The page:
Bouncing Back: After Big Storms, Trail Groups Respond
It's been a wild 18 months, weather-wise, on America's rail-trails. From snowstorms in Vermont to flooding in Iowa (right) and tornados in Alabama, severe weather events across the country wrought havoc on trails, bridges, woodlands and watersheds, and stretched to the limit the resources and resilience of the people who manage and maintain them.
And, my, how they responded. Here at Rails-to-Trails Conservancy (RTC) we have been hearing of whole communities rallying behind fundraising campaigns, emergency work crews and volunteer round-ups. Not only do residents and businesspeople feel personally connected to these local assets, they also understand their importance. With the rail-trail out of action visitor numbers dried up, community celebrations were cancelled, and all of a sudden that favorite place for a jog or morning walk wasn't there anymore.
So it was great to see Friends of the Little Miami State Park (FLMSP) in Ohio recognized for its rapid response after severe weather closed the Little Miami Scenic Trail (below) in June. Ohio State Parks this month honored the non-profit organization with a certificate heralding the trail groups' "outstanding assistance" after the derecho storm of June 29 brought down trees across much of this RTC Hall of Fame rail-trail.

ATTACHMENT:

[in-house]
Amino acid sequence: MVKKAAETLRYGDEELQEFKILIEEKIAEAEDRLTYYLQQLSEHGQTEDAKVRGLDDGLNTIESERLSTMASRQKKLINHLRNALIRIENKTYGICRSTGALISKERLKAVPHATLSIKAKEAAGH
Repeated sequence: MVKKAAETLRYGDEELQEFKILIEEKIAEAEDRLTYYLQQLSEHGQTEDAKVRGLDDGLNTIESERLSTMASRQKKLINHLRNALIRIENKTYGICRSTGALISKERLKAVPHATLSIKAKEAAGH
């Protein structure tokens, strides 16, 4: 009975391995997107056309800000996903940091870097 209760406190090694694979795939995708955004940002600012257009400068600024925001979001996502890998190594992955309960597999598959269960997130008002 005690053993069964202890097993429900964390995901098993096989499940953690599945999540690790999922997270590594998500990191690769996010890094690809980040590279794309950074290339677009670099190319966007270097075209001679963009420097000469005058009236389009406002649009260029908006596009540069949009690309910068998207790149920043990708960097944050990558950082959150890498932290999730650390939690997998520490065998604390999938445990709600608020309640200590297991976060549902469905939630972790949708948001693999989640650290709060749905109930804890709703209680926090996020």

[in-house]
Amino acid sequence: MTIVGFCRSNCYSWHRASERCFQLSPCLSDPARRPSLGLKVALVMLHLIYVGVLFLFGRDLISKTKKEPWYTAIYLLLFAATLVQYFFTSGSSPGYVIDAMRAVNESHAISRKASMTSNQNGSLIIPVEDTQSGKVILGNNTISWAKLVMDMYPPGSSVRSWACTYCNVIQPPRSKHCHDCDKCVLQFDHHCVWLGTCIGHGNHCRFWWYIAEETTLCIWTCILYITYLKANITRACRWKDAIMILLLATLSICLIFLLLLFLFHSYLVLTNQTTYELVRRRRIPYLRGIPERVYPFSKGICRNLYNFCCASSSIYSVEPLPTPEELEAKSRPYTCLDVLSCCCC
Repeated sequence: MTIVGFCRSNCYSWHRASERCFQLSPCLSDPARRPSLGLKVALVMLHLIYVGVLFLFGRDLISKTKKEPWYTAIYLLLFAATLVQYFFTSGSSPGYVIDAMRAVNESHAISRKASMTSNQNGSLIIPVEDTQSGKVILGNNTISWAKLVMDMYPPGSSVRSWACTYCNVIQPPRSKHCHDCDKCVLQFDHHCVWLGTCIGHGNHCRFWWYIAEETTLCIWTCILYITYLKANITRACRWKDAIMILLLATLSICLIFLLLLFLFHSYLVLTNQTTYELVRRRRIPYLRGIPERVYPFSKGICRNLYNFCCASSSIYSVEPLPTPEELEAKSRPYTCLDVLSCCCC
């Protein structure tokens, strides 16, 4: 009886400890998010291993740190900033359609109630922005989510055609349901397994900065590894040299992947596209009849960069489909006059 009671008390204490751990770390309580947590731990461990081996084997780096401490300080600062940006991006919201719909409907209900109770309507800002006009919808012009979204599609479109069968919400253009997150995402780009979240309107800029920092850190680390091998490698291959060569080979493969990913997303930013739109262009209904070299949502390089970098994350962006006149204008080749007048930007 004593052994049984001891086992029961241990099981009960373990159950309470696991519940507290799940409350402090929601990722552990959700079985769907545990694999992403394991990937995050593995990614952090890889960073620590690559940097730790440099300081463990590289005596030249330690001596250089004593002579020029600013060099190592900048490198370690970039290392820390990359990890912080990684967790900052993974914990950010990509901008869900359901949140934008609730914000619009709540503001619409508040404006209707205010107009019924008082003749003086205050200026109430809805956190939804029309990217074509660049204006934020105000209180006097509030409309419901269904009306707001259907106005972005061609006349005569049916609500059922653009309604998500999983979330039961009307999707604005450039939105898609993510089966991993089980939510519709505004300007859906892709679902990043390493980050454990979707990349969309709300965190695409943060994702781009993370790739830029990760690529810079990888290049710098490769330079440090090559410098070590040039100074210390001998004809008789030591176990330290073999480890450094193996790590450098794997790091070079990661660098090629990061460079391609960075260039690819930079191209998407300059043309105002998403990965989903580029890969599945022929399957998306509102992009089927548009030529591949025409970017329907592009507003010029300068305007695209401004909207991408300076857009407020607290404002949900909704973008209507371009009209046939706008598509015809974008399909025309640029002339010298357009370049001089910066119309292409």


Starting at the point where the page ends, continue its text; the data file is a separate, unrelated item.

According to an article at cincinatti.com, the wide range of groups which had "adopted" a section of the trail were summoned first thing the following morning and labored as a coordinated team throughout the weekend. In spite of the extensive deadfall throughout the trail, segment adopters had cleared 20 of 24 segments by the end of Saturday. Ohio State Parks then moved in after the weekend to pulverize and remove the remaining debris.
The certificate cites the "outstanding assistance to Ohio State Parks staff in clearing the trail," and emphasizes the "true partnership between the friends' group and Ohio State Parks for the benefit of trail users."
Ohio State Parks Community Partnerships Manager Jim Henahan said the effort of FLMSP is an example of how Ohio State Parks has come to rely on the efforts of 57 friends groups in Ohio. About 7,000 volunteers across the state gave 400,000 hours of service to the Ohio parks in 2011.
To find the "friends of" your local rail-trail, contact the RTC office in your region:
Florida and the Southeast: firstname.lastname@example.org
The West: email@example.com
Everywhere else: firstname.lastname@example.org